Developers spend too much time and resources trying to
placate their anti-housing opponents rather than mobilizing
pro-housing supporters, according to Debra Stein, president
of GCA Strategies, a San Francisco-based public affairs
firm specializing in controversial land-use projects across
The author of several books on NIMBYism, Stein talks
with AFFORDABLE HOUSING FINANCE about how NIMBY battles are
changing and shares some tips for overcoming neighborhood
Q: How did you get involved with NIMBY
A: The person who deserves credit for
my career is a woman who spit on me at a public hearing 20
years ago. As I was wiping saliva off my arm, I said to
myself, “I am going to figure out why this
happened and never let it happen again.”
That’s what ultimately led me to write the first
book on NIMBYism in America.
Q:How are NIMBY battles
different from five or 10 years ago?
A: The Internet has significantly
increased opponents’ access to information about
potential development projects. You can go online to see
how other communities have successfully campaigned to stop
affordable housing in their back yards, and e-mail and
instant messaging has made it easier to turn out
anti-housing troops against a project.
As American ethics about individualism and social
responsibility evolve, it has become increasingly
acceptable to put selfinterests above broader community
needs. The “Me Generation” is simply not
willing to tolerate minor impacts for the sake of the
larger community, and feels less guilty about protecting
its own self-interest, even at the expense of other
Q:Are NIMBY battles involving
affordable housing different from those over other types of
A: Absolutely. Because America has
parallel but conflicting values that relate to affordable
housing, it is equally ethical to oppose or to support
affordable housing proposals.
Years of traditional religious training have taught many
Americans that we must help those in need. But the
Protestant work ethic is also a strong moral tradition in
America, emphasizing that individuals must pull themselves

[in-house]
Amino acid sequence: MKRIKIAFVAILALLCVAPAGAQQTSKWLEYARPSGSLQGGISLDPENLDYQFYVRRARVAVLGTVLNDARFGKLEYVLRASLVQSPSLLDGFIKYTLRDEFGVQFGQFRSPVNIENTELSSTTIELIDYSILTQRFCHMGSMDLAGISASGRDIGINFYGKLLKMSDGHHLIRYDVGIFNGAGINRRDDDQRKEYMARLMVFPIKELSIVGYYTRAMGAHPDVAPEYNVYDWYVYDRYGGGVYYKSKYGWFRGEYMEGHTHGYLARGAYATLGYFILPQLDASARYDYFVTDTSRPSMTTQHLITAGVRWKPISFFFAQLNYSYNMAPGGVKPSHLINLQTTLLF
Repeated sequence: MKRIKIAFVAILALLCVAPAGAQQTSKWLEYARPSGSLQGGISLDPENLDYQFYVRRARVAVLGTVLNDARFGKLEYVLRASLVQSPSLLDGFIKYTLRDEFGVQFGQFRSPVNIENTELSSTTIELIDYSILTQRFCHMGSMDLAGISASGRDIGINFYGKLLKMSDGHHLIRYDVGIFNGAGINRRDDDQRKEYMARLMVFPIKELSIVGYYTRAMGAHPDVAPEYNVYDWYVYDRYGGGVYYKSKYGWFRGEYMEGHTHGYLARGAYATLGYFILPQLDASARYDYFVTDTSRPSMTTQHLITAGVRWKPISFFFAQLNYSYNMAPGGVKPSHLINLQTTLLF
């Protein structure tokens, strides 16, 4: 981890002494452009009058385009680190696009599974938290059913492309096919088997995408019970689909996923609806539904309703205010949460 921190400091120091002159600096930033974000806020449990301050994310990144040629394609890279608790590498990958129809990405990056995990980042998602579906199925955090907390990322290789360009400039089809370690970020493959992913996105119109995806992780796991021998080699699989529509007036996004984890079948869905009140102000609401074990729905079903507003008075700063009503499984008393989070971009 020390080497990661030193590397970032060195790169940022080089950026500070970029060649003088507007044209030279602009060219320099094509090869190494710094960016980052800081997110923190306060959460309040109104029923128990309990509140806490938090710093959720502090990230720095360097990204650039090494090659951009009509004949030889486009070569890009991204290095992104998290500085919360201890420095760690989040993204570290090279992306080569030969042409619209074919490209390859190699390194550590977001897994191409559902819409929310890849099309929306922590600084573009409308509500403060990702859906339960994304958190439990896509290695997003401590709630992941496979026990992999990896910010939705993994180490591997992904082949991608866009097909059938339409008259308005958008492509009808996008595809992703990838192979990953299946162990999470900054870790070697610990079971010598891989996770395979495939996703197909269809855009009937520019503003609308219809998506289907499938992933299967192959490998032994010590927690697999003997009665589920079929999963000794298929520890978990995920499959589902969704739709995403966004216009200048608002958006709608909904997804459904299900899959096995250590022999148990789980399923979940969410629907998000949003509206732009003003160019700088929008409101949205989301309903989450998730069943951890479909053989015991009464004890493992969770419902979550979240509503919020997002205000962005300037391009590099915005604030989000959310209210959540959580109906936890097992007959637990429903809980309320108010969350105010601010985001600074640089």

by their bootstraps to attain the material rewards of hard
work. When wealth is seen as evidence of moral worth,
residents fear that people who are less wealthy will be
less desirable neighbors and more likely to engage in
anti-social behavior, compared to higher-income
Q:What is the most creative or
best pro-affordable housing campaign that you’ve
seen by developers recently?
A: The Supportive Housing Network of
New York (SHNNY) is launching a church-based outreach
campaign to get public support for the general idea of
building more supportive housing in New York City, without
reference to any particular site or proposal. Once SHNNY
gets its foot in the door to obtain the initial commitment,
it will be much easier to ask those pro-housing residents
to sustain their commitment and endorse a particular
Q:Give us a tip for
negotiating with neighbors.
A: Consider executing a Good
Neighborhood Agreement that memorializes commitments
regarding staffing, admission criteria, maintenance, and
other key operational issues that ensure the project will
be a good part of the community.
Q:What advice do you have for
developers going into a public meeting that is sure to be
A: First of all, minimize negative
feelings such as loss of face or frustration that give rise
to angry feelings. Just because people feel angry
doesn’t mean they have to behave in an aggressive
manner, which is why it helps to get the audience to
“buy in” to rules of civic discussion.
Reducing anonymity is another good tool—people are
much less likely to behave badly if they have name tags or
have introduced themselves and can be held individually
accountable for antisocial conduct. Once the genie has
escaped from the bottle—people are booing,
hissing, throwing spitwads—it helps to describe
how the anti-social behavior is actually an attack on the
audience (“When there is profanity, it makes it
very difficult for parents with children to participate in
Q:Please share a memorable
NIMBY battle involving affordable housing.
A: We placed an ad in the newspaper for
a very low income housing project in a very high income
community in the San Francisco Bay Area’s Silicon
Valley: “Two- to four-bedroom units, $X-Y if you
qualify, your help needed to make this project a reality at
City Hall.” Four hundred people contacted us for
qualification screening, and out of that 400, 300 wrote a
letter, phoned a council member, or attended a public
hearing in favor of the project.
Q:What is the lesson learned
from that experience?
A: Get out there early to build a base
of support before the project application is filed and
controversy scares people away.
For more information about Debra Stein, visit